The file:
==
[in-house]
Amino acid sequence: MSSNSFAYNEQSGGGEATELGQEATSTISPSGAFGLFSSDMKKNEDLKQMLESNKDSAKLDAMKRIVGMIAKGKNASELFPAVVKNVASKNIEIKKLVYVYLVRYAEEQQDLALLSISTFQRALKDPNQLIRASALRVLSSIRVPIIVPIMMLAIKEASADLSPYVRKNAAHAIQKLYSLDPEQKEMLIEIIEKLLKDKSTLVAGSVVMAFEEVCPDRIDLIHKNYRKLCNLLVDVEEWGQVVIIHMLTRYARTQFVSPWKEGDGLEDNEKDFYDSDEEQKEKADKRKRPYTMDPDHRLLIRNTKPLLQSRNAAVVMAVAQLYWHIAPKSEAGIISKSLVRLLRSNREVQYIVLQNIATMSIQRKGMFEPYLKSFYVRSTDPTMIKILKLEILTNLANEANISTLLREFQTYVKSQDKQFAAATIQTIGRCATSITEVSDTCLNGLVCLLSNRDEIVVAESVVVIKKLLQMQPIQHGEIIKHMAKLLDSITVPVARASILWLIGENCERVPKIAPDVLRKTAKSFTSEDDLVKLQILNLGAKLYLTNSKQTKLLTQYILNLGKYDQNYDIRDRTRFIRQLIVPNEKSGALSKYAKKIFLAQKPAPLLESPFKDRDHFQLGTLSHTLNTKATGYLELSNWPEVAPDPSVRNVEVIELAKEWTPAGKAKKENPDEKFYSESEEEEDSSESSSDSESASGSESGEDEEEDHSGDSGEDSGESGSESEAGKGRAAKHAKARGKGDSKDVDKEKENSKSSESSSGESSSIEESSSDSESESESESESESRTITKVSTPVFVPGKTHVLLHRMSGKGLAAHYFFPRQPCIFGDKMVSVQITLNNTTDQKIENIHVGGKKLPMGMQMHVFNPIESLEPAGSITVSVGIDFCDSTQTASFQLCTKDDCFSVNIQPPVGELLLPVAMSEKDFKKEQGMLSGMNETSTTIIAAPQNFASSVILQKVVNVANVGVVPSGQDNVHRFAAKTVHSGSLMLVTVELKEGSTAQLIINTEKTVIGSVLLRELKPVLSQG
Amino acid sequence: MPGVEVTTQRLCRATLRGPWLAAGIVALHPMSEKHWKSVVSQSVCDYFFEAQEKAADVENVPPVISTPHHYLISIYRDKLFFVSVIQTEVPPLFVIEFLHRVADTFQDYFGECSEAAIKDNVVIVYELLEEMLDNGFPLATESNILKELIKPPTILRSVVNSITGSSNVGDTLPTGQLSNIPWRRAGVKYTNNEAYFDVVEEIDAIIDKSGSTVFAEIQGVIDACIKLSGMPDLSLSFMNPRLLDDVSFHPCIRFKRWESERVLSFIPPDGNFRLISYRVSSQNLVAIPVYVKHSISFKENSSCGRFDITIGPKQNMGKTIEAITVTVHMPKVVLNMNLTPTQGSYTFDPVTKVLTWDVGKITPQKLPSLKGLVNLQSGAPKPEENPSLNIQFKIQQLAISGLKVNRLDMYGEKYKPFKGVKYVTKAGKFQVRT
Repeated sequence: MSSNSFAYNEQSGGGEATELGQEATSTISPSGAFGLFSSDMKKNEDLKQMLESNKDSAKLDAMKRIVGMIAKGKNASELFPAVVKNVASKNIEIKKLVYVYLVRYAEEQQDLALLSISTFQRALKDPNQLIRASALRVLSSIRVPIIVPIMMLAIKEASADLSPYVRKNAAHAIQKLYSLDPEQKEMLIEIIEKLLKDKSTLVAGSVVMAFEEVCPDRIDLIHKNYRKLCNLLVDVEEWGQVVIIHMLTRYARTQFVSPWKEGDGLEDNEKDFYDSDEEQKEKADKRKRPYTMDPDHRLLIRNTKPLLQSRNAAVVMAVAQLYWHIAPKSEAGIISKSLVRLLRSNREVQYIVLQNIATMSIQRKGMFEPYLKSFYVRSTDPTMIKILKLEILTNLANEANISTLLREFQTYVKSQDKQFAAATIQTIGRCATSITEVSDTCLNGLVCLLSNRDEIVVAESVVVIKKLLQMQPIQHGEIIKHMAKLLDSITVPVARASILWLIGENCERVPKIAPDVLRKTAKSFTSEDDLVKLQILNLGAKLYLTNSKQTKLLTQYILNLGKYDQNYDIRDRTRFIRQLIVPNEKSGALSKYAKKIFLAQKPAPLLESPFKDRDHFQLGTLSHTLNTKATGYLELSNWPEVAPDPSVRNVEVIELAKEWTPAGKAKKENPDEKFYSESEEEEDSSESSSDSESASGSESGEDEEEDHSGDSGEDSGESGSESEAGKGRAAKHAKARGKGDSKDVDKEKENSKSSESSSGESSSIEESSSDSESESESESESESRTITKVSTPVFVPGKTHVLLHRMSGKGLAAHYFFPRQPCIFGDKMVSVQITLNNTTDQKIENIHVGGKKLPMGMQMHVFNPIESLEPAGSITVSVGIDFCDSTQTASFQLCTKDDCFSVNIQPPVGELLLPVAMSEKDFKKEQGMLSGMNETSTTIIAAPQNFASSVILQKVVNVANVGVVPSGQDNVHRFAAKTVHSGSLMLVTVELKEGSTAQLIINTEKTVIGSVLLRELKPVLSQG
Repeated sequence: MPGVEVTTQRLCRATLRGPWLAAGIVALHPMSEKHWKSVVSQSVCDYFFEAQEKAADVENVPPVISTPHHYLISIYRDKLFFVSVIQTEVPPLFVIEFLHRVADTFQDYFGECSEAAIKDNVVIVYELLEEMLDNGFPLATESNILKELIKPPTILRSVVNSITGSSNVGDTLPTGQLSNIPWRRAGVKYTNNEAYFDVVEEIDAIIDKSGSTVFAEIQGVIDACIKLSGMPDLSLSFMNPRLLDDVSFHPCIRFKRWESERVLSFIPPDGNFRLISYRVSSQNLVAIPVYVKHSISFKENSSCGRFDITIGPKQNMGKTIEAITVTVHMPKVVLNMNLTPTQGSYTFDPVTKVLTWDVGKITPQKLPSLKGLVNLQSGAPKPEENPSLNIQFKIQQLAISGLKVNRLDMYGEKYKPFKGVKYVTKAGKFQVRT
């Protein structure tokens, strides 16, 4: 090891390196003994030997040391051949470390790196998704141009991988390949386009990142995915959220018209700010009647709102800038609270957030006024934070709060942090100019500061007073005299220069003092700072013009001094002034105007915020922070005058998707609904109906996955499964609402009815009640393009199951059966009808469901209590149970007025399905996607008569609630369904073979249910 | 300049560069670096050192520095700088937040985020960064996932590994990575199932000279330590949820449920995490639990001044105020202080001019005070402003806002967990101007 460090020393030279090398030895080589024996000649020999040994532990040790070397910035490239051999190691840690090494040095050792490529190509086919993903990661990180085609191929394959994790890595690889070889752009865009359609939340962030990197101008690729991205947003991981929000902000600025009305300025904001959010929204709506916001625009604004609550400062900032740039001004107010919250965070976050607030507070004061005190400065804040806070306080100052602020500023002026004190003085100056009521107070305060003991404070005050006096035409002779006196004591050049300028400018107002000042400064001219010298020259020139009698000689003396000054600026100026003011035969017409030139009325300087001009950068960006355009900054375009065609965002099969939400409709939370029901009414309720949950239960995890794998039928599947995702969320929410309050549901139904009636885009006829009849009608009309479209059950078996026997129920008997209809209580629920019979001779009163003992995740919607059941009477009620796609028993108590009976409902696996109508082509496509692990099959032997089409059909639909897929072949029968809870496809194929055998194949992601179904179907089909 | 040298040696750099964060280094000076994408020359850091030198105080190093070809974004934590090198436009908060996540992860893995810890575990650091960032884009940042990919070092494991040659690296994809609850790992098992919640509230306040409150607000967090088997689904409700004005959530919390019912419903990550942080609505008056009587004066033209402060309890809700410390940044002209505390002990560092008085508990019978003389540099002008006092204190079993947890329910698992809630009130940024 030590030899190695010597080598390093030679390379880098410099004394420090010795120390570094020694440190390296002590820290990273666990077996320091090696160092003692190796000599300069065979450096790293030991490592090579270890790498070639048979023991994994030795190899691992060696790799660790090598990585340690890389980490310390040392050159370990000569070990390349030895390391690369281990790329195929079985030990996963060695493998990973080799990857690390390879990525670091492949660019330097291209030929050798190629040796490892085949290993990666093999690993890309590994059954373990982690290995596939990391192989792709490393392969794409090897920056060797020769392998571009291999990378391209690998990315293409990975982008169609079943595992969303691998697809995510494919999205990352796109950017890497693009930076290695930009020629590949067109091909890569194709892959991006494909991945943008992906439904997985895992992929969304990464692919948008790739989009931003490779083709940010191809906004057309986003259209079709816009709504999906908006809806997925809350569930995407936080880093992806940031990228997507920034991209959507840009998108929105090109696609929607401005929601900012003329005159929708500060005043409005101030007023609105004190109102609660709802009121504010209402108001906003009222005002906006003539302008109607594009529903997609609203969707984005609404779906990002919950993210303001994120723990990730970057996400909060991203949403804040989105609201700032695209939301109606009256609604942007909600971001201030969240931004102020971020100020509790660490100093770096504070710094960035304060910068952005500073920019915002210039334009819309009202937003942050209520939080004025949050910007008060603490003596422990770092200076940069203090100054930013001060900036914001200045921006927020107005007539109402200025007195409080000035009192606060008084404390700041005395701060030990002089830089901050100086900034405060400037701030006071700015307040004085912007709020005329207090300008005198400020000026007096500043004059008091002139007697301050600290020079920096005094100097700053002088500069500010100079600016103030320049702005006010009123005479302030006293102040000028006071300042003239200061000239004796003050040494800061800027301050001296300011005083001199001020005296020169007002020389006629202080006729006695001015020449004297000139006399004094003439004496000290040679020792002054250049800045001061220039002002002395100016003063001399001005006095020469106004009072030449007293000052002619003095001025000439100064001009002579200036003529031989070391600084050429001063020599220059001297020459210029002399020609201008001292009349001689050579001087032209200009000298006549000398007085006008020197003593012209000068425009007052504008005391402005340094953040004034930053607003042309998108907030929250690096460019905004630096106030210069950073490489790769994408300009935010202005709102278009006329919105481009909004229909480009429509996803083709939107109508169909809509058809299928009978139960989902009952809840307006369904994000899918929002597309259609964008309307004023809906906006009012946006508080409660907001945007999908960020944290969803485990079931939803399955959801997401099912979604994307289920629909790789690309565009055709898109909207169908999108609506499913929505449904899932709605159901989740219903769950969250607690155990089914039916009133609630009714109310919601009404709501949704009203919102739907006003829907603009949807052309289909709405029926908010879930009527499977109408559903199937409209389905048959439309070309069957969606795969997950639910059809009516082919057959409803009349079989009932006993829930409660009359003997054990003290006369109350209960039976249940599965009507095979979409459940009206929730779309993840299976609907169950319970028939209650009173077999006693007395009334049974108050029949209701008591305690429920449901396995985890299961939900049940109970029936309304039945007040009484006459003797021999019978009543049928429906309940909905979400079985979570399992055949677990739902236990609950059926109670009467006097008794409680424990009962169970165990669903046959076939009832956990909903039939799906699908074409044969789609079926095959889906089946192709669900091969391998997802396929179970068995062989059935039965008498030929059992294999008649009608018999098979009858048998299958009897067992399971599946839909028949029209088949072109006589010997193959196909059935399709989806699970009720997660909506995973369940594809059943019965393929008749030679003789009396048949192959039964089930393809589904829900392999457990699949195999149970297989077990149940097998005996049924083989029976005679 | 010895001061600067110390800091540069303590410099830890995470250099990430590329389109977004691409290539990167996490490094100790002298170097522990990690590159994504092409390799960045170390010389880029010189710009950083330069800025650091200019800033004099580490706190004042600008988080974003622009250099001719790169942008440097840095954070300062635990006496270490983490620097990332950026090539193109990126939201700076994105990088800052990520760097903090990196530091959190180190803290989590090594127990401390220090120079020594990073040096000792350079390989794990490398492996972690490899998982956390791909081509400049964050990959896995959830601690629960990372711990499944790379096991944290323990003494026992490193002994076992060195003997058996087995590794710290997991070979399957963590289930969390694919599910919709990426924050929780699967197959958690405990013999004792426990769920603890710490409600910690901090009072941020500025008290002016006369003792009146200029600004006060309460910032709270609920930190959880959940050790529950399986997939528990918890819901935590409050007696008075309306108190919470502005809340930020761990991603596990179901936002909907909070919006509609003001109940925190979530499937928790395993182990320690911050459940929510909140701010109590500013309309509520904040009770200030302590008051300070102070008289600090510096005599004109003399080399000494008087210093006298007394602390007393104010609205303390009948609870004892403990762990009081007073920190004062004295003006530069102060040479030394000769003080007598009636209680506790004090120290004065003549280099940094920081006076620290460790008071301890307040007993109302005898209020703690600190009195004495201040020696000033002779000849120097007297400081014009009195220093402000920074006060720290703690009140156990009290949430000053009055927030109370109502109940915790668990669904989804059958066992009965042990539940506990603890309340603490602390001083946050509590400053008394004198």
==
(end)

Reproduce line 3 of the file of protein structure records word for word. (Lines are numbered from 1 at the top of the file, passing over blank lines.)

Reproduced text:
Amino acid sequence: MPGVEVTTQRLCRATLRGPWLAAGIVALHPMSEKHWKSVVSQSVCDYFFEAQEKAADVENVPPVISTPHHYLISIYRDKLFFVSVIQTEVPPLFVIEFLHRVADTFQDYFGECSEAAIKDNVVIVYELLEEMLDNGFPLATESNILKELIKPPTILRSVVNSITGSSNVGDTLPTGQLSNIPWRRAGVKYTNNEAYFDVVEEIDAIIDKSGSTVFAEIQGVIDACIKLSGMPDLSLSFMNPRLLDDVSFHPCIRFKRWESERVLSFIPPDGNFRLISYRVSSQNLVAIPVYVKHSISFKENSSCGRFDITIGPKQNMGKTIEAITVTVHMPKVVLNMNLTPTQGSYTFDPVTKVLTWDVGKITPQKLPSLKGLVNLQSGAPKPEENPSLNIQFKIQQLAISGLKVNRLDMYGEKYKPFKGVKYVTKAGKFQVRT